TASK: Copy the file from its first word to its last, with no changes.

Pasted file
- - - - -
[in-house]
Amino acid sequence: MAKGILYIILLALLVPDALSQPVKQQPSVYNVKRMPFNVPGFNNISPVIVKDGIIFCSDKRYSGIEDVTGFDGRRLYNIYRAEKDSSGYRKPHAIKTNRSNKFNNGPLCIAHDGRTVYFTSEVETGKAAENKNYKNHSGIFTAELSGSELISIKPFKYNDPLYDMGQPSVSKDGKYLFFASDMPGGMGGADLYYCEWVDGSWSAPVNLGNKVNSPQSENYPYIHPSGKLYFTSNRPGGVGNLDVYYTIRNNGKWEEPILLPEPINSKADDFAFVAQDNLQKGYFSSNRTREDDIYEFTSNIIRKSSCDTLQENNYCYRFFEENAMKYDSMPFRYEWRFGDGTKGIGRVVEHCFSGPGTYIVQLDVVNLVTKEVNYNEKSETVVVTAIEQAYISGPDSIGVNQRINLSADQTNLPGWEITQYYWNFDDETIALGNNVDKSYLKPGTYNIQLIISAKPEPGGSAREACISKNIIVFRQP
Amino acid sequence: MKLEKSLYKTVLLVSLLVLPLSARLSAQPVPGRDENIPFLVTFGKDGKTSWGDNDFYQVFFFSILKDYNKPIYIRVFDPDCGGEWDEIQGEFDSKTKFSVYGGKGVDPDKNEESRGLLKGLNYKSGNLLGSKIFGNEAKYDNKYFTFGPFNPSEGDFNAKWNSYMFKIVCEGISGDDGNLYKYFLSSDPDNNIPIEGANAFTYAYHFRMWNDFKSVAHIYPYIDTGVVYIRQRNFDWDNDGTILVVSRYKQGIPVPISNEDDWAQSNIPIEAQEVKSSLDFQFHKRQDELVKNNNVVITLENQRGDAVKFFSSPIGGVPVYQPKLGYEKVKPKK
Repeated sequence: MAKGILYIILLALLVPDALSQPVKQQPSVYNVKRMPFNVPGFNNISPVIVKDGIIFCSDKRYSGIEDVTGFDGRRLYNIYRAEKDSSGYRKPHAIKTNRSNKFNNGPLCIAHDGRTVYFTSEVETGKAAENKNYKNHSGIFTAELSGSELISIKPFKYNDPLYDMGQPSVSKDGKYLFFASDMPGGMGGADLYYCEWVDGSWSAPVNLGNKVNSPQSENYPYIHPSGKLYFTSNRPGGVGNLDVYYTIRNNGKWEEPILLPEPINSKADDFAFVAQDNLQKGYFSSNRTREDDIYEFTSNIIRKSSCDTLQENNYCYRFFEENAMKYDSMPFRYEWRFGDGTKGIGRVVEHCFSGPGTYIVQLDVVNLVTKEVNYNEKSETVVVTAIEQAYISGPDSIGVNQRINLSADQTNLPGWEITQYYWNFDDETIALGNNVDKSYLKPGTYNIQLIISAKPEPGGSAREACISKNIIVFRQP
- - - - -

[in-house]
Amino acid sequence: MAKGILYIILLALLVPDALSQPVKQQPSVYNVKRMPFNVPGFNNISPVIVKDGIIFCSDKRYSGIEDVTGFDGRRLYNIYRAEKDSSGYRKPHAIKTNRSNKFNNGPLCIAHDGRTVYFTSEVETGKAAENKNYKNHSGIFTAELSGSELISIKPFKYNDPLYDMGQPSVSKDGKYLFFASDMPGGMGGADLYYCEWVDGSWSAPVNLGNKVNSPQSENYPYIHPSGKLYFTSNRPGGVGNLDVYYTIRNNGKWEEPILLPEPINSKADDFAFVAQDNLQKGYFSSNRTREDDIYEFTSNIIRKSSCDTLQENNYCYRFFEENAMKYDSMPFRYEWRFGDGTKGIGRVVEHCFSGPGTYIVQLDVVNLVTKEVNYNEKSETVVVTAIEQAYISGPDSIGVNQRINLSADQTNLPGWEITQYYWNFDDETIALGNNVDKSYLKPGTYNIQLIISAKPEPGGSAREACISKNIIVFRQP
Amino acid sequence: MKLEKSLYKTVLLVSLLVLPLSARLSAQPVPGRDENIPFLVTFGKDGKTSWGDNDFYQVFFFSILKDYNKPIYIRVFDPDCGGEWDEIQGEFDSKTKFSVYGGKGVDPDKNEESRGLLKGLNYKSGNLLGSKIFGNEAKYDNKYFTFGPFNPSEGDFNAKWNSYMFKIVCEGISGDDGNLYKYFLSSDPDNNIPIEGANAFTYAYHFRMWNDFKSVAHIYPYIDTGVVYIRQRNFDWDNDGTILVVSRYKQGIPVPISNEDDWAQSNIPIEAQEVKSSLDFQFHKRQDELVKNNNVVITLENQRGDAVKFFSSPIGGVPVYQPKLGYEKVKPKK
Repeated sequence: MAKGILYIILLALLVPDALSQPVKQQPSVYNVKRMPFNVPGFNNISPVIVKDGIIFCSDKRYSGIEDVTGFDGRRLYNIYRAEKDSSGYRKPHAIKTNRSNKFNNGPLCIAHDGRTVYFTSEVETGKAAENKNYKNHSGIFTAELSGSELISIKPFKYNDPLYDMGQPSVSKDGKYLFFASDMPGGMGGADLYYCEWVDGSWSAPVNLGNKVNSPQSENYPYIHPSGKLYFTSNRPGGVGNLDVYYTIRNNGKWEEPILLPEPINSKADDFAFVAQDNLQKGYFSSNRTREDDIYEFTSNIIRKSSCDTLQENNYCYRFFEENAMKYDSMPFRYEWRFGDGTKGIGRVVEHCFSGPGTYIVQLDVVNLVTKEVNYNEKSETVVVTAIEQAYISGPDSIGVNQRINLSADQTNLPGWEITQYYWNFDDETIALGNNVDKSYLKPGTYNIQLIISAKPEPGGSAREACISKNIIVFRQP